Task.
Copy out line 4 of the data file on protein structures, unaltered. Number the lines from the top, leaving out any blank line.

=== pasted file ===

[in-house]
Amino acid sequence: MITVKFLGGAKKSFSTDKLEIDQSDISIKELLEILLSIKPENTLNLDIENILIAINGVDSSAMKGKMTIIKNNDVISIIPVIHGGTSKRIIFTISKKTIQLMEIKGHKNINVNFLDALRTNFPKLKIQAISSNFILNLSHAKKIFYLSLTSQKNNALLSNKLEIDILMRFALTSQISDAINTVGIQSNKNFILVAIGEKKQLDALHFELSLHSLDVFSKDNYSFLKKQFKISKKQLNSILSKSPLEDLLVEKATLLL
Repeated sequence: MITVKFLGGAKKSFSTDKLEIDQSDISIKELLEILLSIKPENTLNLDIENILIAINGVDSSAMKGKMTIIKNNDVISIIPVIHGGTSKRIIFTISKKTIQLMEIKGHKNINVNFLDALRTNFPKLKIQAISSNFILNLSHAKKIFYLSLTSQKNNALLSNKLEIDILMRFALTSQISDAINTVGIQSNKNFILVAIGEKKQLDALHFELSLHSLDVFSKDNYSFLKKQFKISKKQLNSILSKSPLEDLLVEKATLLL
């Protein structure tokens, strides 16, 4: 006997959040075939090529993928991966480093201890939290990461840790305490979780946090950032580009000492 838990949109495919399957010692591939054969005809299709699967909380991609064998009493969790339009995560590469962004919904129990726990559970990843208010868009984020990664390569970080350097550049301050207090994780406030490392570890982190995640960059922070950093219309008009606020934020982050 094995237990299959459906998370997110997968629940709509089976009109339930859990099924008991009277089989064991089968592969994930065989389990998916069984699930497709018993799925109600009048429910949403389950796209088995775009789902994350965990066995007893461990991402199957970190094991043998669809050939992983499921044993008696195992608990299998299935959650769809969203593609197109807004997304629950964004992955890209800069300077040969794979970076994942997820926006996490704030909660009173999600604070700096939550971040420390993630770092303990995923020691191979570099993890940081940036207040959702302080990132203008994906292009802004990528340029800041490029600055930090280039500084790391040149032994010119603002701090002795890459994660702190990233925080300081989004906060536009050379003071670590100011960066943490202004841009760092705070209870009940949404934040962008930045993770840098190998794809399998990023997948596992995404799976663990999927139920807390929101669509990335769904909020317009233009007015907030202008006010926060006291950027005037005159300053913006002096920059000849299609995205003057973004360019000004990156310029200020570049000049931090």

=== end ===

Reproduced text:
């Protein structure tokens, strides 16, 4: 006997959040075939090529993928991966480093201890939290990461840790305490979780946090950032580009000492 838990949109495919399957010692591939054969005809299709699967909380991609064998009493969790339009995560590469962004919904129990726990559970990843208010868009984020990664390569970080350097550049301050207090994780406030490392570890982190995640960059922070950093219309008009606020934020982050 094995237990299959459906998370997110997968629940709509089976009109339930859990099924008991009277089989064991089968592969994930065989389990998916069984699930497709018993799925109600009048429910949403389950796209088995775009789902994350965990066995007893461990991402199957970190094991043998669809050939992983499921044993008696195992608990299998299935959650769809969203593609197109807004997304629950964004992955890209800069300077040969794979970076994942997820926006996490704030909660009173999600604070700096939550971040420390993630770092303990995923020691191979570099993890940081940036207040959702302080990132203008994906292009802004990528340029800041490029600055930090280039500084790391040149032994010119603002701090002795890459994660702190990233925080300081989004906060536009050379003071670590100011960066943490202004841009760092705070209870009940949404934040962008930045993770840098190998794809399998990023997948596992995404799976663990999927139920807390929101669509990335769904909020317009233009007015907030202008006010926060006291950027005037005159300053913006002096920059000849299609995205003057973004360019000004990156310029200020570049000049931090």